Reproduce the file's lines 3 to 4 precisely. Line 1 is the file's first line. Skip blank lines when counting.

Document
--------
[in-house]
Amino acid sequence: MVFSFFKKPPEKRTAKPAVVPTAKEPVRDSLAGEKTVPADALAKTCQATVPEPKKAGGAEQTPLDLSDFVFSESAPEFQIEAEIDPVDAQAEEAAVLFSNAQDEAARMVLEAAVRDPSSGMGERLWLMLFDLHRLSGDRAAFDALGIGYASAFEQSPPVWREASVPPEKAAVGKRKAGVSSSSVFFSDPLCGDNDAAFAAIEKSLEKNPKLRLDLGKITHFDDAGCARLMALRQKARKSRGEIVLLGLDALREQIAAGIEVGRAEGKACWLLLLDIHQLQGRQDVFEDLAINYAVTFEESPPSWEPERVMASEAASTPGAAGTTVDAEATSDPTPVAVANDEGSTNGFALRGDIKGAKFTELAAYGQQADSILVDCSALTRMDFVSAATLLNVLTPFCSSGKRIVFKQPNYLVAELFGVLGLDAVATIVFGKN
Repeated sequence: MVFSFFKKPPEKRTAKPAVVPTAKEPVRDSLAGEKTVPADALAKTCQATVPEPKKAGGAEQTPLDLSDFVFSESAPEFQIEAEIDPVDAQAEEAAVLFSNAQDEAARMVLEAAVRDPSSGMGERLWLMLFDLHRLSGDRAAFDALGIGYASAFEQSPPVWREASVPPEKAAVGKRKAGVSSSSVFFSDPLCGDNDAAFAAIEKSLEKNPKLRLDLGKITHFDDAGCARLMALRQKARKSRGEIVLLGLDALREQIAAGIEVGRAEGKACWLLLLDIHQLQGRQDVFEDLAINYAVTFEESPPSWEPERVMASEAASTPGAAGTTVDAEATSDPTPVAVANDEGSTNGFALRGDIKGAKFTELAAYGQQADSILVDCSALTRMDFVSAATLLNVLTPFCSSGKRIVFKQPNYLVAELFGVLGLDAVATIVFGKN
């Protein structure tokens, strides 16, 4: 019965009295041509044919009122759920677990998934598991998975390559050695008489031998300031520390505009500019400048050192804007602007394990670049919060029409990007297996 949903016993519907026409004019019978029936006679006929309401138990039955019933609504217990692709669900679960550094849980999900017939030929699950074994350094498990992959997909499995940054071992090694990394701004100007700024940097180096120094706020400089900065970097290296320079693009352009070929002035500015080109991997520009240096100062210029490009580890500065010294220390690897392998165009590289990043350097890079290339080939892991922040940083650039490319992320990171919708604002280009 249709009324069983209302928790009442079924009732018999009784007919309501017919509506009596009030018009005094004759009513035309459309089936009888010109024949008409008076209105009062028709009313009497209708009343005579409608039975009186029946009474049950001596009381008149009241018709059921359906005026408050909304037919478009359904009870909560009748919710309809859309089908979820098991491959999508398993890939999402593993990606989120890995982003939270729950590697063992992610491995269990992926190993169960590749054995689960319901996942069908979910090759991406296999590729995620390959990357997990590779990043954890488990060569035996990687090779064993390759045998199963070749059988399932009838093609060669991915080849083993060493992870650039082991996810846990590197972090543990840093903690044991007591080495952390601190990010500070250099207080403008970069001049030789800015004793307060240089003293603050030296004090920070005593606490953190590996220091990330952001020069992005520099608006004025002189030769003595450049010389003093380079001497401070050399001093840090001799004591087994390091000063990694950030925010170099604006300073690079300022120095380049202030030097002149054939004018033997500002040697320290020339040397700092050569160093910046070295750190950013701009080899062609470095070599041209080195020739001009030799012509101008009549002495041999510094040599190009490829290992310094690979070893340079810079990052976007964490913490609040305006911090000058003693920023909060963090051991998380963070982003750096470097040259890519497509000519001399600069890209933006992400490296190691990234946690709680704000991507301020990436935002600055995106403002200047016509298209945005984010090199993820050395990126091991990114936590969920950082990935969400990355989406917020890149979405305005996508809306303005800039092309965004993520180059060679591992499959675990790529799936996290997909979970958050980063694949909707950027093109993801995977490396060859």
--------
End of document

Repeated sequence: MVFSFFKKPPEKRTAKPAVVPTAKEPVRDSLAGEKTVPADALAKTCQATVPEPKKAGGAEQTPLDLSDFVFSESAPEFQIEAEIDPVDAQAEEAAVLFSNAQDEAARMVLEAAVRDPSSGMGERLWLMLFDLHRLSGDRAAFDALGIGYASAFEQSPPVWREASVPPEKAAVGKRKAGVSSSSVFFSDPLCGDNDAAFAAIEKSLEKNPKLRLDLGKITHFDDAGCARLMALRQKARKSRGEIVLLGLDALREQIAAGIEVGRAEGKACWLLLLDIHQLQGRQDVFEDLAINYAVTFEESPPSWEPERVMASEAASTPGAAGTTVDAEATSDPTPVAVANDEGSTNGFALRGDIKGAKFTELAAYGQQADSILVDCSALTRMDFVSAATLLNVLTPFCSSGKRIVFKQPNYLVAELFGVLGLDAVATIVFGKN
């Protein structure tokens, strides 16, 4: 019965009295041509044919009122759920677990998934598991998975390559050695008489031998300031520390505009500019400048050192804007602007394990670049919060029409990007297996 949903016993519907026409004019019978029936006679006929309401138990039955019933609504217990692709669900679960550094849980999900017939030929699950074994350094498990992959997909499995940054071992090694990394701004100007700024940097180096120094706020400089900065970097290296320079693009352009070929002035500015080109991997520009240096100062210029490009580890500065010294220390690897392998165009590289990043350097890079290339080939892991922040940083650039490319992320990171919708604002280009 249709009324069983209302928790009442079924009732018999009784007919309501017919509506009596009030018009005094004759009513035309459309089936009888010109024949008409008076209105009062028709009313009497209708009343005579409608039975009186029946009474049950001596009381008149009241018709059921359906005026408050909304037919478009359904009870909560009748919710309809859309089908979820098991491959999508398993890939999402593993990606989120890995982003939270729950590697063992992610491995269990992926190993169960590749054995689960319901996942069908979910090759991406296999590729995620390959990357997990590779990043954890488990060569035996990687090779064993390759045998199963070749059988399932009838093609060669991915080849083993060493992870650039082991996810846990590197972090543990840093903690044991007591080495952390601190990010500070250099207080403008970069001049030789800015004793307060240089003293603050030296004090920070005593606490953190590996220091990330952001020069992005520099608006004025002189030769003595450049010389003093380079001497401070050399001093840090001799004591087994390091000063990694950030925010170099604006300073690079300022120095380049202030030097002149054939004018033997500002040697320290020339040397700092050569160093910046070295750190950013701009080899062609470095070599041209080195020739001009030799012509101008009549002495041999510094040599190009490829290992310094690979070893340079810079990052976007964490913490609040305006911090000058003693920023909060963090051991998380963070982003750096470097040259890519497509000519001399600069890209933006992400490296190691990234946690709680704000991507301020990436935002600055995106403002200047016509298209945005984010090199993820050395990126091991990114936590969920950082990935969400990355989406917020890149979405305005996508809306303005800039092309965004993520180059060679591992499959675990790529799936996290997909979970958050980063694949909707950027093109993801995977490396060859």